KANSAS CITY, Mo. _ The Chiefs were close to lifeless when they threw the football last season _ and that was with a healthy Dwayne Bowe in their lineup for all 16 games.
They tried to envision what their passing game might look like without Bowe, their top wide receiver the last five seasons, and realized it wouldn't be a pretty sight.
So on Monday, after the sides couldn't agree on a long-term contract, the Chiefs designated Bowe as their franchise player. Otherwise, Bowe would have become an unrestricted free agent when the signing period begins next Tuesday.
"You're talking about a big, strong, physical guy who was a Pro Bowler two years ago," said former Chiefs quarterback Rich Gannon, now a game analyst for CBS. "I don't know how you get rid of a guy like that. I see this as a no-brainer.
"I wouldn't go so far as to say he's irreplaceable. But the Chiefs have gone through the growing pains with him, and now he's at the point in his career where he's figured it out. He's gone to a Pro Bowl. Now all of a sudden you let him walk out the door? I don't know that you can do that."
As part of the transaction, the Chiefs offered Bowe a one-year contract worth about $9.5 million. Bowe can sign the contract at any time or the sides could negotiate a long-term contract.
Even if neither of those things happen, the franchise tag effectively keeps Bowe off the free-agent market. Starting next Tuesday he will be free to negotiate and sign a contract with another team. But the Chiefs would have the right to match the offer and retain Bowe. If they decline to match, the Chiefs would lose Bowe but receive two first-round draft picks as compensation.
That's steep compensation and will probably keep other teams from signing Bowe to an offer sheet.
Without that compensation, Bowe would have been a prize on the free-agent market. He has had more than 1,000 receiving yards in three of his five seasons with the Chiefs and missed by just 5 yards as a rookie in 2007.
He might have reached 1,000 yards in 2009 but missed five games that season, four because of an NFL suspension and one because of injury.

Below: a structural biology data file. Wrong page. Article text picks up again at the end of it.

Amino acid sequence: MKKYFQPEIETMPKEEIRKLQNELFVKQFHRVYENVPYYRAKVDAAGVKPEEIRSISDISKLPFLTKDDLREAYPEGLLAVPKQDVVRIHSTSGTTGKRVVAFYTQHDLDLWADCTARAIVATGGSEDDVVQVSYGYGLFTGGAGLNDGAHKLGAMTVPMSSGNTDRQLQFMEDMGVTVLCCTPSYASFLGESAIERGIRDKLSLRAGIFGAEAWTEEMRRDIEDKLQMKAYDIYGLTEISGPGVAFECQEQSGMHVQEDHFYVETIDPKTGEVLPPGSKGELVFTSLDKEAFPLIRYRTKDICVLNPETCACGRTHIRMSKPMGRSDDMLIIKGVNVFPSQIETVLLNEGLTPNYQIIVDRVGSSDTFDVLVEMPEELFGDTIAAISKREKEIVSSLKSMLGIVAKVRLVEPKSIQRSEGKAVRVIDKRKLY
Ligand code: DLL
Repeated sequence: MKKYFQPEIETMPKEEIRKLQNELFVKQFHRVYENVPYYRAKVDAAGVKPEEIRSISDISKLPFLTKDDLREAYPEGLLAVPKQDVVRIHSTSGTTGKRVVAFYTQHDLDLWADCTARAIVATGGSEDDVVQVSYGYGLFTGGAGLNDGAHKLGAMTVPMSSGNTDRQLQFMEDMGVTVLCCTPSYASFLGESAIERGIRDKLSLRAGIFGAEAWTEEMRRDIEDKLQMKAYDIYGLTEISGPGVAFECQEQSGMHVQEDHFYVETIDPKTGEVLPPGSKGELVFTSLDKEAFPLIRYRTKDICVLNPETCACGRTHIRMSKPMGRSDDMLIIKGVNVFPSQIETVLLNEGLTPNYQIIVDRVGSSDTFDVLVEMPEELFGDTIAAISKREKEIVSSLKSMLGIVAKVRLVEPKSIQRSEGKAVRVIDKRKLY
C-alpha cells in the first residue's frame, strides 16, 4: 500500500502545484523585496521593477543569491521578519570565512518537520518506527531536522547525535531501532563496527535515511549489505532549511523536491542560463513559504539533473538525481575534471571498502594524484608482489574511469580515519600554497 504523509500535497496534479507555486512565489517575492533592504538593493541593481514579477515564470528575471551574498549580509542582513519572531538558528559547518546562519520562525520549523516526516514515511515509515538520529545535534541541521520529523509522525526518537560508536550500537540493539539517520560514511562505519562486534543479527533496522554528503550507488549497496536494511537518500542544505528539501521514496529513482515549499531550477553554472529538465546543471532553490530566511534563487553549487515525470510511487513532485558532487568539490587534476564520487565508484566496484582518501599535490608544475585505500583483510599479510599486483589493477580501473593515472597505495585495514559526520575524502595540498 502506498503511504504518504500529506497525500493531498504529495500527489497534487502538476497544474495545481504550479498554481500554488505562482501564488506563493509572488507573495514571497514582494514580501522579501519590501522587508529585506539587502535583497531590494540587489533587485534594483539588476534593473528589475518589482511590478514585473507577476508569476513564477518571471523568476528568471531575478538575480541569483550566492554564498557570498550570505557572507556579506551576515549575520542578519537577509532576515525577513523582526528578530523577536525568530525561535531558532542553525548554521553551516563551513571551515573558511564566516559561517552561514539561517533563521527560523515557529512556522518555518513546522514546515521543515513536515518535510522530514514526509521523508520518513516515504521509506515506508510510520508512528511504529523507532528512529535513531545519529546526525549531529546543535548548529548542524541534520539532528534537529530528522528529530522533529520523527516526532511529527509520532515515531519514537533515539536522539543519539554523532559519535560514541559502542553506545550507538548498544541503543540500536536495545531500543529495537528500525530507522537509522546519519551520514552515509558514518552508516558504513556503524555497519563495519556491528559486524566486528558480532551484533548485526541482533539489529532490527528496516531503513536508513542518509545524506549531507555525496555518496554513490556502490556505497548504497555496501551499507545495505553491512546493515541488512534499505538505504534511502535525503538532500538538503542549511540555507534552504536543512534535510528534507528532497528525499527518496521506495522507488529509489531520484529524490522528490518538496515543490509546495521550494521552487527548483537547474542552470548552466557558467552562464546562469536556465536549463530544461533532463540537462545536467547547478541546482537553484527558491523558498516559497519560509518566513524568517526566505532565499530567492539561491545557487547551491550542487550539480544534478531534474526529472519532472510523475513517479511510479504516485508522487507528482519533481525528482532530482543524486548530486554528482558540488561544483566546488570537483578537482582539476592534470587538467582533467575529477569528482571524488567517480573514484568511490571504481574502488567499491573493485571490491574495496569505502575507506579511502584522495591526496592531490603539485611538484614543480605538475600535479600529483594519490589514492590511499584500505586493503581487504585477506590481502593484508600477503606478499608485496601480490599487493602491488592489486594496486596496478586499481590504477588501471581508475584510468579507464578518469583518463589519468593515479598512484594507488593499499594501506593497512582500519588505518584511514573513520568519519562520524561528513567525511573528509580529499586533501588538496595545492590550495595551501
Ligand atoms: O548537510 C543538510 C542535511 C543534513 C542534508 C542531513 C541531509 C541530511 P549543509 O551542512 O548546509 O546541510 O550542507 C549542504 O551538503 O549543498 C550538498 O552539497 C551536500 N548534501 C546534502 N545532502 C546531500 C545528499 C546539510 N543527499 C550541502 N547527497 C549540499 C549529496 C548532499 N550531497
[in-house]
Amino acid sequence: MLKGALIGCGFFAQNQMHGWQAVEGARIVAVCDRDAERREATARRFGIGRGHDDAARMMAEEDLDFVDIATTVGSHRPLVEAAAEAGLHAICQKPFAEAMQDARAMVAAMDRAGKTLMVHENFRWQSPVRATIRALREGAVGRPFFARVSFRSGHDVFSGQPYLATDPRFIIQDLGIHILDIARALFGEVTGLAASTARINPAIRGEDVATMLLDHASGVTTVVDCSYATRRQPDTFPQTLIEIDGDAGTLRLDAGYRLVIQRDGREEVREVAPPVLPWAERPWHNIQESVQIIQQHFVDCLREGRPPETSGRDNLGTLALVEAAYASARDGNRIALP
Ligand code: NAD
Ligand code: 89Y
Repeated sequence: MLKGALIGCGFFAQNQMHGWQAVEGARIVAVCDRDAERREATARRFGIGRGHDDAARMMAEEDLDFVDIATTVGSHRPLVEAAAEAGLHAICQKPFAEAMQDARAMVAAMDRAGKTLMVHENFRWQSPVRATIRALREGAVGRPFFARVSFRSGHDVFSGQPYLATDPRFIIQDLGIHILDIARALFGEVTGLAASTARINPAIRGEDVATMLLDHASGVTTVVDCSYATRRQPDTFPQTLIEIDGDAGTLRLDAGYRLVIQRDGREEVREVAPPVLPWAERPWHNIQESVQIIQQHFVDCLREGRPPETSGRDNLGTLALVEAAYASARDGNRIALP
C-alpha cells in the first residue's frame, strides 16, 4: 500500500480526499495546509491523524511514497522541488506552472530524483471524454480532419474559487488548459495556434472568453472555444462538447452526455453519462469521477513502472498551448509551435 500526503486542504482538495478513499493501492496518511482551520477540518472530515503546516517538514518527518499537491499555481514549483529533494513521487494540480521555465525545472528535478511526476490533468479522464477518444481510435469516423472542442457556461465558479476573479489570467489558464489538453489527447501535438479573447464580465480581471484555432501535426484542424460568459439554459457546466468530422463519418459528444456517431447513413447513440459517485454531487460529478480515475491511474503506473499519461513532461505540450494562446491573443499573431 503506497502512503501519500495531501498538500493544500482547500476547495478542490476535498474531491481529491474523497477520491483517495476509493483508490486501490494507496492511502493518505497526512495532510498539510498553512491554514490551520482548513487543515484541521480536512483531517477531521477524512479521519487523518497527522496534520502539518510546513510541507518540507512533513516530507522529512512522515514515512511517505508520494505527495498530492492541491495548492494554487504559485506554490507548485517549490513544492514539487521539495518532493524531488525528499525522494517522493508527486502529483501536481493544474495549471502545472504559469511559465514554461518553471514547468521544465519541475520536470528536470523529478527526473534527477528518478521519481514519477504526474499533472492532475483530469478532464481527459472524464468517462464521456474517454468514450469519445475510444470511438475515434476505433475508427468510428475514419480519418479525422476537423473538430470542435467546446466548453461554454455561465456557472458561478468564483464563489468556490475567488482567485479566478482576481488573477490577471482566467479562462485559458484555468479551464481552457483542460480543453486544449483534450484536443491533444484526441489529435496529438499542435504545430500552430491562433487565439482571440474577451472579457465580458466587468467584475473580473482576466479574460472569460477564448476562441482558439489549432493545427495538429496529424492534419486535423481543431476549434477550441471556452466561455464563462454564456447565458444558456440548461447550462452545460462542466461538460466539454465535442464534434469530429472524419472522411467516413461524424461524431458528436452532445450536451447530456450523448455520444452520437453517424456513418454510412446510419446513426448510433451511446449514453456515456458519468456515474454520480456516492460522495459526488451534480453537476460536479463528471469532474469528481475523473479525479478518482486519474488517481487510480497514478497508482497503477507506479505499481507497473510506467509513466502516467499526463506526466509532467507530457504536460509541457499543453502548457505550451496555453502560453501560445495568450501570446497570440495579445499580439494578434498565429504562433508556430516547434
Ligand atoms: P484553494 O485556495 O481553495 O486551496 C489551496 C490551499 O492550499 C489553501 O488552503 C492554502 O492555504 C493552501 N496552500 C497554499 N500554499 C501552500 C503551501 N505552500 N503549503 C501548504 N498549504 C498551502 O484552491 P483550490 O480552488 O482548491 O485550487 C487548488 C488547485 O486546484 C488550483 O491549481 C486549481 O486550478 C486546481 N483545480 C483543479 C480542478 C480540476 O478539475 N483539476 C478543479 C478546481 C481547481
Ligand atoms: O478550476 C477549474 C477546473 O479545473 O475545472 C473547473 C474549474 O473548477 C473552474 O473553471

Bowe's biggest season came in 2010, when he was chosen to the Pro Bowl after catching 72 passes and scoring 15 touchdowns. The Chiefs' offensive production fell off greatly last season, but Bowe still managed 81 receptions.
"He would have had a lot of interest if the Chiefs had let him go," Gannon said. "There are a lot of teams out there that need help. There's a bunch of teams, like San Francisco. In the NFC championship game against the Giants, their wide receivers had one catch. They could have used Dwayne Bowe. Miami needs a receiver, the Jets, Washington, Chicago.
"Just look at the division. The Oakland Raiders, they have a bunch of sprinters, but they're not great football players. They don't have a big guy that can run slants and use his body. I think he would have been a great fit out there."
Had the Chiefs lost Bowe, they would have been forced to shop around the free-agent market for a receiver. Other than Bowe, the Chiefs have Steve Breaston, Jon Baldwin, Terrance Copper and some developmental players.
Breaston had a nice first year with the Chiefs, catching 61 passes. Baldwin, the Chiefs' first-round draft pick last year, missed much of his rookie season because of a broken thumb and wound up catching 21 passes. Copper is mostly a special-teams player.
"If you did let him go, what impact does that have on the rest of the offense, Matt Cassel in particular?" Gannon said. "Bowe is a guy he has some history with. They've got a good rapport with each other. So you lose that if Bowe goes.
"Baldwin is still a work in progress. He's not ready to take over as the No. 1 receiver."
General manager Scott Pioli's comment in a statement released by the Chiefs made it sound as though the sides were never close to reaching a long-term agreement.
"Today was the league's deadline to designate a franchise player," Pioli said, "and we felt it was in the best interest of the Kansas City Chiefs to place the tag on Dwayne."
The move with Bowe almost guarantees cornerback Brandon Carr will become an unrestricted free agent next week. With only one franchise tag to use, the Chiefs were faced when the offseason began with what appeared to be a difficult decision whether to place it on Bowe or Carr.
But the Chiefs last month effectively ended the mystery by signing former Oakland cornerback Stanford Routt to take Carr's place.
(c)2012 The Kansas City Star (Kansas City, Mo.)
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